Though Guillain-Barre Syndrome is rare, it is well known to emerge following bacterial infections, such as Campylobacter jejuni, a common cause of food poisoning, and a multitude of viral infections including the flu virus, Zika virus and other coronaviruses.

Studies showed an increase in Guillain-Barre Syndrome cases following the 2009 H1N1 flu pandemic, suggesting a possible connection. The presumed cause for this link is that the body's own immune response to fight the infection turns on itself and attacks the peripheral nerves. This is called an "autoimmune" condition. When a pandemic affects as many people as our current COVID-19 crisis, even a rare complication can become a significant public health problem. That is especially true for one that causes neurological dysfunction where the recovery takes a long time and may be incomplete.

The first reports of Guillain-Barre Syndrome in COVID-19 pandemic originated from Italy, Spain and China, where the pandemic surged before the U.S. crisis.

Though there is clear clinical suspicion that COVID-19 can lead to Guillain-Barre Syndrome, many important questions remain. What are the chances that someone gets Guillain-Barre Syndrome during or following a COVID-19 infection? Does Guillain-Barre Syndrome happen more often in those who have been infected with COVID-19 compared to other types of infections, such as the flu?

The only way to get answers is through a prospective study where doctors perform systematic surveillance and collect data on a large group of patients. There are ongoing large research consortia hard at work to figure out answers to these questions.

Understanding the Association Between COVID-19 and Guillain-Barre Syndrome

While large research studies are underway, overall it appears that Guillain-Barre Syndrome is a rare but serious phenomenon possibly linked to COVID-19. Given that more than 10.7 million cases have been reported for COVID-19, there have been 10 reported cases of COVID-19 patients with Guillain-Barre Syndrome so far – only two reported cases in the U.S., five in Italy, two cases in Iran and one from Wuhan, China.

It is certainly possible that there are other cases that have not been reported. The Global Consortium Study of Neurological Dysfunctions in COVID-19 is actively underway to find out how often neurological problems like Guillain-Barre Syndrome is seen in hospitalized COVID-19 patients. Also, just because Guillain-Barre Syndrome occurs in a patient diagnosed with COVID-19, that does not imply that it was caused by the virus; this still may be a coincident occurrence. More research is needed to understand how the two events are related.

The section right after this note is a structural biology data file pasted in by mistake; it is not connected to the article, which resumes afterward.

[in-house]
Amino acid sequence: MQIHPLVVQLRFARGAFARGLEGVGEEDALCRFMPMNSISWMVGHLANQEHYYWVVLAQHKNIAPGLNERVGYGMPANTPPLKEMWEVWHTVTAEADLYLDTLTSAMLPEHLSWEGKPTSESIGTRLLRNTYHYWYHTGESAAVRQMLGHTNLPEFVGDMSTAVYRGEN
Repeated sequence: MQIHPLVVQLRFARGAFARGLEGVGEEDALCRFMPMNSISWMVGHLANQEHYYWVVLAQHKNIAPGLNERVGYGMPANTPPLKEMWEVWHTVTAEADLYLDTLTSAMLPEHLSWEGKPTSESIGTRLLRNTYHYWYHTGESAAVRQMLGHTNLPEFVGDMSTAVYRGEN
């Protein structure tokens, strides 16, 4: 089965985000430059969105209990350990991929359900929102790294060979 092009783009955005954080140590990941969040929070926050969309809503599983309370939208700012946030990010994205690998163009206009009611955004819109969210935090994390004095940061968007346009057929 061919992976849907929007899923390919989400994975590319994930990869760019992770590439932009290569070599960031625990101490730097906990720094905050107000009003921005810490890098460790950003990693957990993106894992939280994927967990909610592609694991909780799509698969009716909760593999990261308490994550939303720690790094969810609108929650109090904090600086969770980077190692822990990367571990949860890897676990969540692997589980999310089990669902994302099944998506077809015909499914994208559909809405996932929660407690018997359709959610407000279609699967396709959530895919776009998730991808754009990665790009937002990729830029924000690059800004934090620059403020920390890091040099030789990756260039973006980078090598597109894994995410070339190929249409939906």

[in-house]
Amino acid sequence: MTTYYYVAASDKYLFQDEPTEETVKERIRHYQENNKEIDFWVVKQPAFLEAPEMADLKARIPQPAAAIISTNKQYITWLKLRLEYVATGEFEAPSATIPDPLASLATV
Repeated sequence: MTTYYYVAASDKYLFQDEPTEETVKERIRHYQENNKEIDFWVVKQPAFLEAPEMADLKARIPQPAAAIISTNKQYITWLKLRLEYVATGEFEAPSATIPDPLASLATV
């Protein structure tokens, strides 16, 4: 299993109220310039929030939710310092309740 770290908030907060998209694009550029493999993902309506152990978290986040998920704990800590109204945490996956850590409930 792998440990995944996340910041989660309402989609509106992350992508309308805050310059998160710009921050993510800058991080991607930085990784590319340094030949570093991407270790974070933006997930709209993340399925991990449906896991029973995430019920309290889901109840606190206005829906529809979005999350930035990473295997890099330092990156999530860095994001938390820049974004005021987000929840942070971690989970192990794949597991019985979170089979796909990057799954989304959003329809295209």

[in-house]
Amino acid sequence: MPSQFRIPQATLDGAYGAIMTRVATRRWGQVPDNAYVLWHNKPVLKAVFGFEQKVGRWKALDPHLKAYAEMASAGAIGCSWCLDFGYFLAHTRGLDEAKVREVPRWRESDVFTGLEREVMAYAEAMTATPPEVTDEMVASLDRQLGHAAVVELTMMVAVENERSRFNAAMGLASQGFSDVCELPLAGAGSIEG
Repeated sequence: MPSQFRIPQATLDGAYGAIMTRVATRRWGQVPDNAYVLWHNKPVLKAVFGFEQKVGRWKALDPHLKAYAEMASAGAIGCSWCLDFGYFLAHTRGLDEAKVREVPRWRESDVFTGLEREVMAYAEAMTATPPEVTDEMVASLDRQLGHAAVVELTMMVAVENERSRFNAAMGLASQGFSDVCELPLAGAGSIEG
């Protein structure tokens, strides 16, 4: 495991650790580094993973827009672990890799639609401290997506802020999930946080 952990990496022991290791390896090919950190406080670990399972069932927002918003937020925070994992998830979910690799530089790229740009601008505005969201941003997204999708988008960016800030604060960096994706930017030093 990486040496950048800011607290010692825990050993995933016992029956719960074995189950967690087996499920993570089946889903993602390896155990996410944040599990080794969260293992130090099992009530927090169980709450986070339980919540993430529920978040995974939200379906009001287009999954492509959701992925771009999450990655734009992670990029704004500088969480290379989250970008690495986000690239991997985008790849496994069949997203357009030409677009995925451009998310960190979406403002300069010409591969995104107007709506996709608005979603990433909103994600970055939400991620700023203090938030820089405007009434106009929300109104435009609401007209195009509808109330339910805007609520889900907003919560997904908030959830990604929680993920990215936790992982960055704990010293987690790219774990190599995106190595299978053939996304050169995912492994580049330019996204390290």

Due to the pandemic and infection-containment considerations, diagnostic tests, such as a nerve conduction study that used to be routine for patients with suspected Guillain-Barre Syndrome, are more difficult to do. In both U.S. cases, the initial diagnosis and treatment were all based on clinical examination by a neurological experts rather than any tests. Both patients survived but with significant residual weakness at the time these case reports came out, but that is not uncommon for Guillain-Barre Syndrome patients. The road to recovery may sometimes be long, but many patients can make a full recovery with time.

Though the reported cases of Guillain-Barre Syndrome so far all have severe symptoms, this is not uncommon in a pandemic situation where the less sick patients may stay home and not present for medical care for fear of being exposed to the virus. This, plus the limited COVID-19 testing capability across the U.S., may skew our current detection of Guillain-Barre Syndrome cases toward the sicker patients who have to go to a hospital. In general, the majority of Guillain-Barre Syndrome patients do recover, given enough time. We do not yet know whether this is true for COVID-19-related cases at this stage of the pandemic. We and colleagues around the world are working around the clock to find answers to these critical questions.

Sherry H-Y. Chou is an Associate Professor of Critical Care Medicine, Neurology, and Neurosurgery, University of Pittsburgh.

Aarti Sarwal is an Associate Professor, Neurology, Wake Forest University.

Neha S. Dangayach is an Assistant Professor of Neurology and Neurosurgery, Icahn School of Medicine at Mount Sinai.

Disclosure statement: Sherry H-Y. Chou receives funding from The University of Pittsburgh Clinical Translational Science Institute (CTSI), the National Institute of Health, and the University of Pittsburgh School of Medicine Dean's Faculty Advancement Award. Sherry H-Y. Chou is a member of Board of Directors for the Neurocritical Care Society. Neha S. Dangayach receives funding from the Bee Foundation, the Friedman Brain Institute, the Neurocritical Care Society, InCHIP-UConn Center for mHealth and Social Media Seed Grant. She is faculty for emcrit.org and for AiSinai. Aarti Sarwal does not work for, consult, own shares in or receive funding from any company or organization that would benefit from this article, and has disclosed no relevant affiliations beyond their academic appointment.

Reposted with permission from The Conversation.